- Mandating disclosure when AI is being used, for example by watermarking AI-generated content.
- Creating a system that compensates artists and other creators whose works are being used by AI models, and giving people the option to opt out of having their data used to train AI.
- Ensuring a private right of action to sue for harm caused by AI.4 One of the important questions related to private litigation is whether Section 230 of the Communications Decency Act, which shields “interactive computer services” from liability for third-party content, applies to generative AI. Blumenthal and Hawley believe the answer is “no,” and have introduced the “No Section 230 Immunity for AI Act.”5
- Encouraging international cooperation in the development and implementation of basic rules and safety standards.
While it is premature to say whether any of these measures will be implemented, all appeared to garner at least some support, and are part of the ongoing policy discussion over best path forward for regulating AI.
Other AI Legislative Initiatives
Blumenthal and Hawley are not the only members of the chamber seeking to play leading roles on AI. As reported in our last update, Senate Majority Leader Chuck Schumer (D-NY) is working on a comprehensive legislative framework. Schumer announced on June 21 that his SAFE Innovation framework will treat continued AI innovation as “the north star” while also trying to ensure that innovation is safe by focusing on the following principles:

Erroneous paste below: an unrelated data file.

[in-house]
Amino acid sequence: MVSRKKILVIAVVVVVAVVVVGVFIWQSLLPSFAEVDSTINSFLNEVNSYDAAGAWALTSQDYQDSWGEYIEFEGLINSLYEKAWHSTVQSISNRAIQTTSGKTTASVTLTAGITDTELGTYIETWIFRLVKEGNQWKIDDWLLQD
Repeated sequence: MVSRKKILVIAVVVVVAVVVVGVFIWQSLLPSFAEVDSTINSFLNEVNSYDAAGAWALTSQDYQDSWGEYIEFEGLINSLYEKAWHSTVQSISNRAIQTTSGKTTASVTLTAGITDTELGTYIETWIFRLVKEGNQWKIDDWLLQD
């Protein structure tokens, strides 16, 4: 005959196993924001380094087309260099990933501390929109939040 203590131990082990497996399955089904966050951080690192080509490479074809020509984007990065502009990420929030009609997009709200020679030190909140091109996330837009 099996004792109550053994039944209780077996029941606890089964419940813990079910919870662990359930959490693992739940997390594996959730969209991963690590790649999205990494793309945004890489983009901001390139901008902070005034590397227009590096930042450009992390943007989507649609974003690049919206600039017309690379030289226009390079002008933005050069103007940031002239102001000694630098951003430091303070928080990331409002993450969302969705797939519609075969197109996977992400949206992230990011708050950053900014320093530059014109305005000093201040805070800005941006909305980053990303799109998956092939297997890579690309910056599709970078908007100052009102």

- Security: ensuring guardrails that prevent bad actors from using AI to cause harm, and protecting workers from potential job destruction.
- Accountability: regulating how AI is developed, audited, and deployed to address potential harms such as algorithmic bias, exploitation of consumers or workers, and appropriation of intellectual property.
- America’s Foundations: protecting election integrity from AI-created misinformation and ensuring that AI algorithms are aligned with American values of human liberty, civil rights, and justice.
- Explainability: explaining how AI systems come up with answers in a simple way all users can understand—Schumer flagged this as the top priority because the other goals may not be achievable without it.6
Schumer also announced that he will convene a series of AI Insight Forums later this year, giving legislators the opportunity to debate key issues with AI experts representing a variety of viewpoints. Schumer has set September as a key month for action, so the weeks ahead will be a critical time for the policy debate to take shape.